Hudson River Museum will present African-American art in the 20th century, an exhibition of exemplary paintings and sculptures by thirty-four African-American artists who rose to prominence during the period framed by the Harlem Renaissance from the 1920s and the Civil Rights movement in the 1960s. from the permanent collection of the Smithsonian American Art Museum, the exhibit features masterpieces by iconic artists such as Romare Bearden, Beauford Delaney, Jacob Laurent, and Lois Mailou Jones, ranging from modern abstraction to tinted color through the postmodern assemblage of found objects. The exhibition will be visible from October 15, 2021 to January 16, 2022; this will be the only New York venue for the exhibition.
The themes of the works are varied. Benny Andrews, Ellis Wilson, and William H. Johnson talk about the dignity and resilience of those who work the land. Jacob Laurent and Thornton dial, Sr. recognize the struggle for economic and civil rights. Sargent Johnson, Lois Mailou Jones, and Melvin edwards approach the heritage of Africa, and images by Romare Bearden celebrate jazz musicians. Sam gilliam and Gangreth Hines conduct innovative experiments with color and shape.
“It is an absolute honor to have these exceptional paintings and sculptures at the Hudson River Museum,” said the Director and CEO. Macha Turchinsky. “We are delighted to present to our audience one of the most important national collections of African American art. This is a crucial opportunity for the public to discover powerful works of these American luminaries in the only place of the exhibition in New York.
Laura vookles, chairman of the HRM conservation department, added, “I can’t wait to see the exhibition galleries filled with these amazing works from such a large group of exceptional and influential artists. It has been a privilege to work with my colleagues to plan the presentation here, and I think people will find the visit to the exhibition just as meaningful. “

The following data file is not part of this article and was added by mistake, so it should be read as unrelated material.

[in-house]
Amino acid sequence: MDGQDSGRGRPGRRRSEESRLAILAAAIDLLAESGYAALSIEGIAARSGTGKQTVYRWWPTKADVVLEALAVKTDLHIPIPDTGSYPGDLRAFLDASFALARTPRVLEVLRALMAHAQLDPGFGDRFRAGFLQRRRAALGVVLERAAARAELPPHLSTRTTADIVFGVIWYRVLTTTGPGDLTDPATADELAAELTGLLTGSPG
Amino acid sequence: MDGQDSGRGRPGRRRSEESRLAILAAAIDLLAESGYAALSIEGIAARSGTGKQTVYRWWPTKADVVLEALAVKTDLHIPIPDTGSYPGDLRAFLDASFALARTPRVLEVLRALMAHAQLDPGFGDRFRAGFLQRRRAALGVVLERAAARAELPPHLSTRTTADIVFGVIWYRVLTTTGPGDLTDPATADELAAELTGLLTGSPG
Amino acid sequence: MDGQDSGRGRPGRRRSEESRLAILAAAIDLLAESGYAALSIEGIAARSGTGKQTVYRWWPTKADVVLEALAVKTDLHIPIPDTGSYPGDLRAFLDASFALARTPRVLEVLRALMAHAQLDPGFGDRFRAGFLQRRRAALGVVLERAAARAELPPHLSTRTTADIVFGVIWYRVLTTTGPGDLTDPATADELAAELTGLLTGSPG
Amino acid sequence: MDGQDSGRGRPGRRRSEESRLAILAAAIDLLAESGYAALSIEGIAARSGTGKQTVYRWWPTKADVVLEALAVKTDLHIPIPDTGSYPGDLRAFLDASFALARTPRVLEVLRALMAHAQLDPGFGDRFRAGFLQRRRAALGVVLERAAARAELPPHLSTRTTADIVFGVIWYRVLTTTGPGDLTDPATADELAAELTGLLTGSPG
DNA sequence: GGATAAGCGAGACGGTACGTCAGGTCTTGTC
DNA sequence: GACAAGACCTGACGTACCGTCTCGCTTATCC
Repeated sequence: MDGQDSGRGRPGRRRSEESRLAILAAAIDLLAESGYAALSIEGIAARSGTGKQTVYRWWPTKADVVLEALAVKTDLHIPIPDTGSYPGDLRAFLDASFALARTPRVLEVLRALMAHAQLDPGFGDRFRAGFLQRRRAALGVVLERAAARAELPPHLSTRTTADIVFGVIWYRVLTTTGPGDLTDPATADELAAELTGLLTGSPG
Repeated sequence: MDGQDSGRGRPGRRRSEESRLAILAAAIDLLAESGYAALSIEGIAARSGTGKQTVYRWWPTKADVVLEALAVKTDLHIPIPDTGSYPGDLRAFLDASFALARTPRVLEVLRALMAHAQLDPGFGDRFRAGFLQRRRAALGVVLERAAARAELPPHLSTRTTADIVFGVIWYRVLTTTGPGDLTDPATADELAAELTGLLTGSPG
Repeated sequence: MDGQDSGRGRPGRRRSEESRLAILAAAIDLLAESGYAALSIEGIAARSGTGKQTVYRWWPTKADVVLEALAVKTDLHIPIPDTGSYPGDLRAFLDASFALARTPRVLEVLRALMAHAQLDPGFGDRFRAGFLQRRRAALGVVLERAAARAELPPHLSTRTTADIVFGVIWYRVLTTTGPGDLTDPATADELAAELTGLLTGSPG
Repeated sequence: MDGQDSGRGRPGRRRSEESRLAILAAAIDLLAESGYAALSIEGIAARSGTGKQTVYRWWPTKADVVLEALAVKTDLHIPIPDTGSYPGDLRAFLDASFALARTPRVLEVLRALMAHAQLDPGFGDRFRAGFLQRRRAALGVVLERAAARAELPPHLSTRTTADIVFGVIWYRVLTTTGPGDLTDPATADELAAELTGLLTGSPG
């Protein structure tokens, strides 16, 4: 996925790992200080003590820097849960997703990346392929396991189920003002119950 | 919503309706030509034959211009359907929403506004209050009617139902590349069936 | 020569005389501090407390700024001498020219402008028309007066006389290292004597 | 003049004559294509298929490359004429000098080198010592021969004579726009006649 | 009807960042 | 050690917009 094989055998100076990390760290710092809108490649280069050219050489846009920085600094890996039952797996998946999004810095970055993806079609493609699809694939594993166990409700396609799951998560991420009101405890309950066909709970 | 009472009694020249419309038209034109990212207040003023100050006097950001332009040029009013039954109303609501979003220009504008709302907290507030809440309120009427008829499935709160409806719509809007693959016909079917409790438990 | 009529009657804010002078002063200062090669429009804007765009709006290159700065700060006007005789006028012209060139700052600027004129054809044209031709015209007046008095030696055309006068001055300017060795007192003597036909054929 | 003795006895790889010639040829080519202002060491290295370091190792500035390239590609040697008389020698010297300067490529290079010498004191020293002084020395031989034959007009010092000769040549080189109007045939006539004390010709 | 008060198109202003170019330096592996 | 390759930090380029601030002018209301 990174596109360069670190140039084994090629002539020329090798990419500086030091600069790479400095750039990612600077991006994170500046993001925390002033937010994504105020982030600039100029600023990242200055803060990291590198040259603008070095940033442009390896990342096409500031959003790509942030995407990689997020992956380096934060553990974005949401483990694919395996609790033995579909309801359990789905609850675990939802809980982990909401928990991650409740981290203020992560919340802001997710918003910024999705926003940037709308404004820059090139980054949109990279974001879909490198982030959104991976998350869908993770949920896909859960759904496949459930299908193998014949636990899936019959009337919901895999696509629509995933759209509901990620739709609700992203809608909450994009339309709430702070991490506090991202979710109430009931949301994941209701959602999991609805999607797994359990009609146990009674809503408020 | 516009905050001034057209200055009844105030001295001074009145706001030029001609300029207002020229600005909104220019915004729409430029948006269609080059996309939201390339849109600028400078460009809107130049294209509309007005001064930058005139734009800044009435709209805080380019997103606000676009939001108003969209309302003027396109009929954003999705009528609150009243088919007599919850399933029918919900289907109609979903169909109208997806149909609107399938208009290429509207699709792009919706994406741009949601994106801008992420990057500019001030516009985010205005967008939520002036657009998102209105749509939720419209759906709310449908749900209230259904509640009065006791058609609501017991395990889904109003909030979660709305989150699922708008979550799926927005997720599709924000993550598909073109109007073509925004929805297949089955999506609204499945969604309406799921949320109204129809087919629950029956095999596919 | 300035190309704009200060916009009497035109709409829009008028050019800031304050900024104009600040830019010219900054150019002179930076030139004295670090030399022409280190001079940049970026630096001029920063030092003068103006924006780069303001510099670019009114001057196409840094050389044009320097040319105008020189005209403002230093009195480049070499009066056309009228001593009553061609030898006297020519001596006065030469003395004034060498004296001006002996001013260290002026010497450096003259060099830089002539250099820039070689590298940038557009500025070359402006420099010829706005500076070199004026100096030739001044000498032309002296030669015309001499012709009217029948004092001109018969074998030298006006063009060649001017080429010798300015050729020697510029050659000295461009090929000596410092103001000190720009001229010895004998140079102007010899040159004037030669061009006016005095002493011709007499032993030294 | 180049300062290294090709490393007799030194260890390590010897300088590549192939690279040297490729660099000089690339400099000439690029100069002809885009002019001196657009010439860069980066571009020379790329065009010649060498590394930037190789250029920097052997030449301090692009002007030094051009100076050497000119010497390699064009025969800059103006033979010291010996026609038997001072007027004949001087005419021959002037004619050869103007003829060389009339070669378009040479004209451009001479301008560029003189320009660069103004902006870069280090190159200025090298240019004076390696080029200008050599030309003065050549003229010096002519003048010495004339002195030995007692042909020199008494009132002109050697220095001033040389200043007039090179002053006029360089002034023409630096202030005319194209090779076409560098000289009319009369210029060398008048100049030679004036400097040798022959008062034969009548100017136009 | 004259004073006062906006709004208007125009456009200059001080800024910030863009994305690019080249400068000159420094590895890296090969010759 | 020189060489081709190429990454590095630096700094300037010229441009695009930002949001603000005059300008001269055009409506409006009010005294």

These artists worked at important social and political moments in American life. The Harlem Renaissance, World War II, the civil rights movement and the forces of freedom around the world shaped their lives and world views. Family and personal history has become sub-texts for some. Others interpreted the syncopations of jazz in visual form, still others translated the observation into powerful emotional statements. In styles that range from pictorial expressionism to abstractions that glow with color, they explore myth and memory and recognize Africa’s heritage.
The words of an academic, a writer and a political activist WEB Du Bois, professor of philosophy at Howard University Alain locke, author Zora Neale Hurston, the Reverend Martin Luther King Jr., and their contemporaries provided insight and inspiration. In response, artists assert community and individuality. For them, art is a vehicle for understanding the complex, conflicting and enduring facets of the American experience. As a featured artist Jacob Laurent said in 1951: “My photos express my life and my experience… the things I have experienced extend to my national, racial and social group. I paint the American scene.
The complete list of artists in the exhibition: Benny Andrews, Romare Bearden, Frederick Brown, Hilda Wilkinson Brown, Claude Clark, Eldzier Cortor, Allan Rohan Crite, Emilio Cruz, Beauford Delaney, Joseph Delaney, Thornton Dial, Sr., Melvin Edwards , Herbert Gentry, Sam Gilliam, Palmer Hayden, Felrath Hines, Richard Hunt, Malvin Gray Johnson, Sargent Johnson, William H. Johnson, Loïs Mailou Jones, Jacob Lawrence, Hughie Lee-Smith, Norman Lewis, Whitfield Lovell, Keith Morrison, Delilah Pierce, Charles Searles, Renée Stout, Bob Thompson, Ellis Wilson, Hale Woodruff, Kenneth Victor Young and Purvis Young.
The associated catalog, African American Art: Harlem Renaissance, the Civil Rights Era and Beyond, celebrates modern and contemporary works of art in the Smithsonian American Art Museum’s collection of African-American artists. The book, co-edited with Skira Rizzoli in New York, is written by Richard J. Powell, John Spencer Bassett professor of art and art history at Duke University; and Virginia Mecklenburg, chief curator at the Smithsonian American Art Museum; with contributions from Maricia Battle, Curator of the Prints and Drawings Division at the Library of Congress. It will be available in the museum shop ($ 39.95 for a soft cover).